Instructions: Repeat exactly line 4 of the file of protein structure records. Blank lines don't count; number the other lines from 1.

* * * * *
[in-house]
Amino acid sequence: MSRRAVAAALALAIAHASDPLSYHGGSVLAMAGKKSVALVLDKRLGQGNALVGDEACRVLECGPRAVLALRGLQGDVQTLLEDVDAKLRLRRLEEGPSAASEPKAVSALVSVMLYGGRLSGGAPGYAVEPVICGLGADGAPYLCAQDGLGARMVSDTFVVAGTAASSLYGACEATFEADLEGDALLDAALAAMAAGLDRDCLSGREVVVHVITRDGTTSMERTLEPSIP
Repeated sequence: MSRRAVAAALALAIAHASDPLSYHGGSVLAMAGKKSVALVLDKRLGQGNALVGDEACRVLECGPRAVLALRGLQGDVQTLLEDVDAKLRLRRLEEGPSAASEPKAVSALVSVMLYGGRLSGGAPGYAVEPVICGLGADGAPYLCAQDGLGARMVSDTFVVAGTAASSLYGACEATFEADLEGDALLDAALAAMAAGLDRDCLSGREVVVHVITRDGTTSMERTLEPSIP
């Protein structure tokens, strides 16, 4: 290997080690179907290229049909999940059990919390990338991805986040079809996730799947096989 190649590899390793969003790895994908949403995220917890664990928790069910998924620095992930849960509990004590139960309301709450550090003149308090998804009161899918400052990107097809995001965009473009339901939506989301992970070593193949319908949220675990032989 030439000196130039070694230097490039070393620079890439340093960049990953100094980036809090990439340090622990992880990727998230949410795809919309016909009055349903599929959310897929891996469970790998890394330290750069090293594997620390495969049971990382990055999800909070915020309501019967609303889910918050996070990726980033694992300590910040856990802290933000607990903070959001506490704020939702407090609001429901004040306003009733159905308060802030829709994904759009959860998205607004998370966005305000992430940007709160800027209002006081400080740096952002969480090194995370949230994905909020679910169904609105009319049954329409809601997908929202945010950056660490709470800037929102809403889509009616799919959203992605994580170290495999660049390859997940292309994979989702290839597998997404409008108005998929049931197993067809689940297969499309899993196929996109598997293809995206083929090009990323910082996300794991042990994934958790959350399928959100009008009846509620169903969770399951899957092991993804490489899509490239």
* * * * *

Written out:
């Protein structure tokens, strides 16, 4: 290997080690179907290229049909999940059990919390990338991805986040079809996730799947096989 190649590899390793969003790895994908949403995220917890664990928790069910998924620095992930849960509990004590139960309301709450550090003149308090998804009161899918400052990107097809995001965009473009339901939506989301992970070593193949319908949220675990032989 030439000196130039070694230097490039070393620079890439340093960049990953100094980036809090990439340090622990992880990727998230949410795809919309016909009055349903599929959310897929891996469970790998890394330290750069090293594997620390495969049971990382990055999800909070915020309501019967609303889910918050996070990726980033694992300590910040856990802290933000607990903070959001506490704020939702407090609001429901004040306003009733159905308060802030829709994904759009959860998205607004998370966005305000992430940007709160800027209002006081400080740096952002969480090194995370949230994905909020679910169904609105009319049954329409809601997908929202945010950056660490709470800037929102809403889509009616799919959203992605994580170290495999660049390859997940292309994979989702290839597998997404409008108005998929049931197993067809689940297969499309899993196929996109598997293809995206083929090009990323910082996300794991042990994934958790959350399928959100009008009846509620169903969770399951899957092991993804490489899509490239």